A ray of hope for neglected African disease: sickle cell disease
19 Apr 2017 - 08:15
Sickle cell disease (SCD) is a gene mutation that affects over 300 000 newborn babies every year, nearly three-quarters of those in sub-Saharan Africa. Ninety per cent of babies with SCD in Africa are believed to die before the age of five years. To respond to this disease on the continent, a range of research groups under the leadership of UCT’s Professor Ambroise Wonkam have secured US$3.7 million to establish the Sickle Africa Data Coordinating Center (SADaCC), which will build capacity to help Africa tackle this disease.
Professor Ambroise Wonkam, professor and senior specialist in the Division of Human Genetics at UCT, and the principal investigator for the Sickle Africa Data Coordinating Center (SADaCC).
Cross section: normal blood cells versus sickle blood cells
We rely on our red blood cells, specifically the haemoglobin in those cells, to carry oxygen from our lungs to all the tissues of our body. These red blood cells are disc shaped, so they can easily move through both the large and small blood vessels all over the body. But sickle cell disease is a genetic mutation that causes haemoglobin to develop into stiff little rods within the red blood cell. That misshaped haemoglobin forces the red blood cell into a crescent or sickle shape, which hampers its ability to move through blood vessels. These sickle cells cause blockages in the blood vessels, cutting off oxygen supply to critical parts of the body like the organs, brain and eyes.
“Sickle cell disease impacts extremely negatively on the quality of life of a patient,” says Professor Ambroise Wonkam, professor and senior specialist in the Division of Human Genetics in the Faculty of Health Sciences, and principal investigator for SADaCC. “Symptoms of the disease include anaemia (due to the short lifespan of the deformed red blood cells), episodes of severe pain caused by the sickle-shaped red blood cells blocking blood flow in the body, frequent infections, and delayed growth and vision problems as the sickle cells block blood vessels to the eyes.”
The disease is also accompanied by major risk factors – such as pulmonary hypertension (high blood pressure in the lungs), organ damage, stroke, blindness and kidney dysfunctions and failure – that ultimately lead to a short life expectancy, if untreated.
A turning point for SCD?
Despite the high incidence of SCD, there has been little investment in basic research into the disease, specifically in Africa.
“The first case of SCD was described more than 100 years ago, but there is still only one medication (hydroxyurea) available for treatment,” says Wonkam.
His research has been dedicated to remedy this history of neglect. This work has recently paid off with the announcement of the US National Institutes of Health (NIH) and National Heart, Lung and Blood Institute (NHLBI) funding SADaCC.
“The centre will allow us to build a robust platform to support the activities of a companion Pan African Sickle Cell Disease Consortium (SPARCo), which brings together leading SCD researchers and clinicians from high-, middle- and low-income countries to bring about real change – not only for victims of SCD but affected communities and regions.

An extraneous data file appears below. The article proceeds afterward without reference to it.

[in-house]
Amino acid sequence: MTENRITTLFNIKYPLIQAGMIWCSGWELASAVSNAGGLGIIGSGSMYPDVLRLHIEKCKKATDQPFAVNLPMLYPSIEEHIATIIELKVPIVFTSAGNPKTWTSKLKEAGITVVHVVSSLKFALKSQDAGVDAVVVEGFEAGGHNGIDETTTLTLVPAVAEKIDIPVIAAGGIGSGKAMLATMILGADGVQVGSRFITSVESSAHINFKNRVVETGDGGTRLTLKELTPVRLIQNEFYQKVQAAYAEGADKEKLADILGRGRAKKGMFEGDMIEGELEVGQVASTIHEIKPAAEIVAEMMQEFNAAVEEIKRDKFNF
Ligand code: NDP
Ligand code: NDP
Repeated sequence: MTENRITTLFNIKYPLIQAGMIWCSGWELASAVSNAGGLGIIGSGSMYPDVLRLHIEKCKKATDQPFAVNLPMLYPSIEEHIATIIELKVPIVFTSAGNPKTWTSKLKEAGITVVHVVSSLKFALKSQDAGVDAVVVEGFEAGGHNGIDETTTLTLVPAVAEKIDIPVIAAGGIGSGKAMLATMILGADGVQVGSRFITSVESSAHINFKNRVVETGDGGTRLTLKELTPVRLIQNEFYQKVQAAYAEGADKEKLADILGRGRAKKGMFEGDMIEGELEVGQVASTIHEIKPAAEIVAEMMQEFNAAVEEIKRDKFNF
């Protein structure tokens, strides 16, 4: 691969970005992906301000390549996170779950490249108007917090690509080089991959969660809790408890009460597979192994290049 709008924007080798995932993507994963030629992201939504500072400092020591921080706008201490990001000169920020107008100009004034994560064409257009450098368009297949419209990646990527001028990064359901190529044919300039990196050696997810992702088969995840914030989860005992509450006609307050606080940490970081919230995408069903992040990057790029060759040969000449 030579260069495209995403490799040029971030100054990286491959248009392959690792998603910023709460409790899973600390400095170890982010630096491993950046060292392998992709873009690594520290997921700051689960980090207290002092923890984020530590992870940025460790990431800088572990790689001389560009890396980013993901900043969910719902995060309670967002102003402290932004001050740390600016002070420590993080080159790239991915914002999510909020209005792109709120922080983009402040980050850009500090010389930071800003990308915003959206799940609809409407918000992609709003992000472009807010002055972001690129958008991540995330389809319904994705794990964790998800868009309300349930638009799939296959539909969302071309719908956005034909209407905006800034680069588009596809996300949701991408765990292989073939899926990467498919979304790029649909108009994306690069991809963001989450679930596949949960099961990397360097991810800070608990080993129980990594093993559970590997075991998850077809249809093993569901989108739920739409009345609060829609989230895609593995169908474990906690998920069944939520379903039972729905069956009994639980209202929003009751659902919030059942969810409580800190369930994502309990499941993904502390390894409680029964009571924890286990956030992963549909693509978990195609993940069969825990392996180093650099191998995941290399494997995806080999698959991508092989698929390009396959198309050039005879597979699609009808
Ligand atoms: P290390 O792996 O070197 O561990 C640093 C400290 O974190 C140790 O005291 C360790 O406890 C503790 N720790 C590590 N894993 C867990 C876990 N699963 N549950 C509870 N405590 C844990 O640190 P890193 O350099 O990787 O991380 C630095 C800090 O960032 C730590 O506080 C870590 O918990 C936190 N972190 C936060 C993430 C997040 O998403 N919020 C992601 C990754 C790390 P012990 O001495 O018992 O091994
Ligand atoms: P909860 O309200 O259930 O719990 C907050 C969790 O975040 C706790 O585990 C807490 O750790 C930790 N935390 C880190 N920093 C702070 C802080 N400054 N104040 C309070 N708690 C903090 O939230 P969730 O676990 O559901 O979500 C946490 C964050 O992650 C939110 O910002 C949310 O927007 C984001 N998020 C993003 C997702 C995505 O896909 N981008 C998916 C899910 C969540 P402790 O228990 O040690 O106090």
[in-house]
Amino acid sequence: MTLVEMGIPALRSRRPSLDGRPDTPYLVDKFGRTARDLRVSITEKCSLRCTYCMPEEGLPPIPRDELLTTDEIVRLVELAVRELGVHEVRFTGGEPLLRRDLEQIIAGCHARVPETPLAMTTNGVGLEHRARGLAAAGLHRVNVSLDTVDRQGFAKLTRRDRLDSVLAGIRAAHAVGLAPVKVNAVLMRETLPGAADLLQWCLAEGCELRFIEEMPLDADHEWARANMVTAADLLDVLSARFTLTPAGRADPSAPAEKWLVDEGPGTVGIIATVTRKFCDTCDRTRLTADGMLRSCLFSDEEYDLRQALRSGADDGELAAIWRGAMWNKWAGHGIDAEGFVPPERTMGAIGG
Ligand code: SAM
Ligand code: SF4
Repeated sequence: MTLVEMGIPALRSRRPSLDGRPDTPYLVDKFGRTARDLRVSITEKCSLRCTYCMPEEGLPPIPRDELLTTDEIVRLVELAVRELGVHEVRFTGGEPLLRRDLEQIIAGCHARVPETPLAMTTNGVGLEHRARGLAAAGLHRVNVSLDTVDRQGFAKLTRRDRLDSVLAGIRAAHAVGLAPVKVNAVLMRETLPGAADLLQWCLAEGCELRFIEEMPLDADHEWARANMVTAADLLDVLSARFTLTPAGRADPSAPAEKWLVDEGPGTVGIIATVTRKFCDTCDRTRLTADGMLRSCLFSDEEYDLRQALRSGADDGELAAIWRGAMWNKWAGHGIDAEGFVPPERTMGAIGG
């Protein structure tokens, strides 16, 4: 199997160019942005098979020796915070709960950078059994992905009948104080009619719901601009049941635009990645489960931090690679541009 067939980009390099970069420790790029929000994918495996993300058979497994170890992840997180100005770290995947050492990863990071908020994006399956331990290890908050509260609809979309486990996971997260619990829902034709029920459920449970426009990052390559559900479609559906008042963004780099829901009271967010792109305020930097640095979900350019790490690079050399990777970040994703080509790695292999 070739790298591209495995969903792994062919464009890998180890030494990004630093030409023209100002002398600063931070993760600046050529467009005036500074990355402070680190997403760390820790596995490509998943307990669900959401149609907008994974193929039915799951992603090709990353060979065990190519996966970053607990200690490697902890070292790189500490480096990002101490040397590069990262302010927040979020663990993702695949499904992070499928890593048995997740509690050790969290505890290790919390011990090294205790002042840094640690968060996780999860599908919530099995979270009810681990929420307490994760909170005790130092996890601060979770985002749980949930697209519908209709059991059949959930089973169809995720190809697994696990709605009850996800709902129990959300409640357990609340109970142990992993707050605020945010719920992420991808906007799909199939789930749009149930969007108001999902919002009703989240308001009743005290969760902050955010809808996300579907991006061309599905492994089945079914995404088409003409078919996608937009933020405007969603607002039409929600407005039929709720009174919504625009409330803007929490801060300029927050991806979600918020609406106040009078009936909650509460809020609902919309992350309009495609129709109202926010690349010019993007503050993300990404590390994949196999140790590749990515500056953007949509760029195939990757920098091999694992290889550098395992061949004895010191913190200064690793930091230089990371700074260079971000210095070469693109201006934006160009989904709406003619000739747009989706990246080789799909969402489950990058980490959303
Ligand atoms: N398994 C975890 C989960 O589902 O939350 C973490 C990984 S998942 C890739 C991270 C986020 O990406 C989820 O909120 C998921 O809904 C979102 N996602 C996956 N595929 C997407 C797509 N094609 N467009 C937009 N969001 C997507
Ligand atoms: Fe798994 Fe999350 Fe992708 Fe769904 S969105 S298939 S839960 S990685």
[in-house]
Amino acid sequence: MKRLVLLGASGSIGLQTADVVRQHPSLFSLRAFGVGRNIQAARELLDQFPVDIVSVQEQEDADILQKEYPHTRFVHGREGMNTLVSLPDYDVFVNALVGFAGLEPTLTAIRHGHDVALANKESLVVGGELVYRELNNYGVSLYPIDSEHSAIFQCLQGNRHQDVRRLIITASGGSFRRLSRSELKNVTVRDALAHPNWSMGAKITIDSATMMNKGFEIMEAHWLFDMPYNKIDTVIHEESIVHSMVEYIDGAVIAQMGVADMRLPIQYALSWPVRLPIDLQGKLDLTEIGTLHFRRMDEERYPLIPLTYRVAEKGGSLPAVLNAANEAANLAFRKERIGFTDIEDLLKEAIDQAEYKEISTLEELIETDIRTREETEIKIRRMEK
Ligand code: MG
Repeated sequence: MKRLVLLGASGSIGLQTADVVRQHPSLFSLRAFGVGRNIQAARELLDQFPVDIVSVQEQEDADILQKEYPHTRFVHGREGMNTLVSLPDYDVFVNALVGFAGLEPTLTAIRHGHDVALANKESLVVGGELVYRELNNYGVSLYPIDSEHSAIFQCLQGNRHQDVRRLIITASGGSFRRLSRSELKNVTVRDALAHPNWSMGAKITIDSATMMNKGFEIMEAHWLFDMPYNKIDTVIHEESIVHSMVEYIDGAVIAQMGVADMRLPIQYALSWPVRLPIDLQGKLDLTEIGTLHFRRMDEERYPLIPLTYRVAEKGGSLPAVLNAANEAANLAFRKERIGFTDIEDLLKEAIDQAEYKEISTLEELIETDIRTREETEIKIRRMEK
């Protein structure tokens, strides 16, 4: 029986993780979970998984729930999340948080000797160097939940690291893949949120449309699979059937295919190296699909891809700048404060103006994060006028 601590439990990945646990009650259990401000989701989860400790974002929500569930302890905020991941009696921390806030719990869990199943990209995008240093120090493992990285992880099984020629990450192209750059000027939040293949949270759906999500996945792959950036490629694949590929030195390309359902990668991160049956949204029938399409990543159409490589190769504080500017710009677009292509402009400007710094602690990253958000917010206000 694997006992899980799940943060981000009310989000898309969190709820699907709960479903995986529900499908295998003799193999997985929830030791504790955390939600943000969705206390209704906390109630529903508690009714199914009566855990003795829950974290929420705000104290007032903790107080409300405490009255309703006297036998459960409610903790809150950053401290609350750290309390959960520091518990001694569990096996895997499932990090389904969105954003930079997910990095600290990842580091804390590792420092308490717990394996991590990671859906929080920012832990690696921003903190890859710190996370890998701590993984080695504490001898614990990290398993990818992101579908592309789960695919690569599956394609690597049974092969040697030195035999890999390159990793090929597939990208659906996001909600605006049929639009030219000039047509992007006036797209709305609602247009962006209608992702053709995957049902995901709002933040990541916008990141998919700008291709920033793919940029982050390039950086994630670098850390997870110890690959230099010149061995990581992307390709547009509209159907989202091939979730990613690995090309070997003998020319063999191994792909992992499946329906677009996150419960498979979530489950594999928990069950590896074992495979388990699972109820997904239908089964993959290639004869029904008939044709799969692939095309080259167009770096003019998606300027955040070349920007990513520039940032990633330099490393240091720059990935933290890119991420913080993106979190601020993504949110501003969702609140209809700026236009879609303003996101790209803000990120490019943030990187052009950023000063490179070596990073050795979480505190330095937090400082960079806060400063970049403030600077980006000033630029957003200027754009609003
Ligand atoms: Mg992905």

“The work of SADaCC can be described as that of a conductor of a pan-African sickle research orchestra,” says Wonkam. “The four main activities of the centre include administrative planning and coordination across various sites in Africa, research design and training of field investigators, monitoring and implementation of the research and data management, and analysis and publication of research results.”
Key to the work of SADaCC is the coordination of longitudinal cohort studies. “These are the most scientifically rigorous methods in understanding the risk factors, health and disease outcomes, as well as training and public policy for the disease,” says Wonkam.
“The SADaCC will measure its success not only by research impact in the way we understand both the scientific and clinical aspects of the disease at the scientific and clinical level, but by the way that understanding helps us treat patients effectively. The centre will therefore have a direct impact on how patients are treated in clinics,” he says.
Critical to the future work of SADaCC is the focus on translating the research into policy and practice changes. One of the main conditions of the NIH/NHLBI grant was a formal commitment from the ministries of health in the collaborating countries.
African research for African diseases
Wonkam says it is critical that the research for effective management and treatment for SCD is developed in Africa, as it is Africans who are worst affected.
“The mutation that causes SCD is the same as those that confer a resistance to malaria,” explains Wonkam. “SCD is thus most prevalent in populations living in areas of the world where malaria has been endemic for a long time – and so Africa and its populations are worst affected.”
The mutation is also highly prevalent in the Arabic peninsula and India, and among some people of European descent who have been exposed to malaria for a long time, such as those in the southern parts of Italy and Portugal. Sections of Africa – such as South Africa – that have not been affected by malaria for thousands of years do not experience high levels of the mutation. SCD does, however, affect African Americans, whose genetics still contain the mutation.
“It is important to say that, while more than 70% of SCD patients worldwide live in Africa, most advances in the molecular understanding and management of SCD have been based on research conducted in either the US or the UK,” says Wonkam.
“Clearly contemporary research tools must now be widely implemented in Africa. Therefore, SADaCC has a capacity-building dimension, as the SCD studies will be performed from design, clinical and molecular analysis and reporting, right here on the African continent.”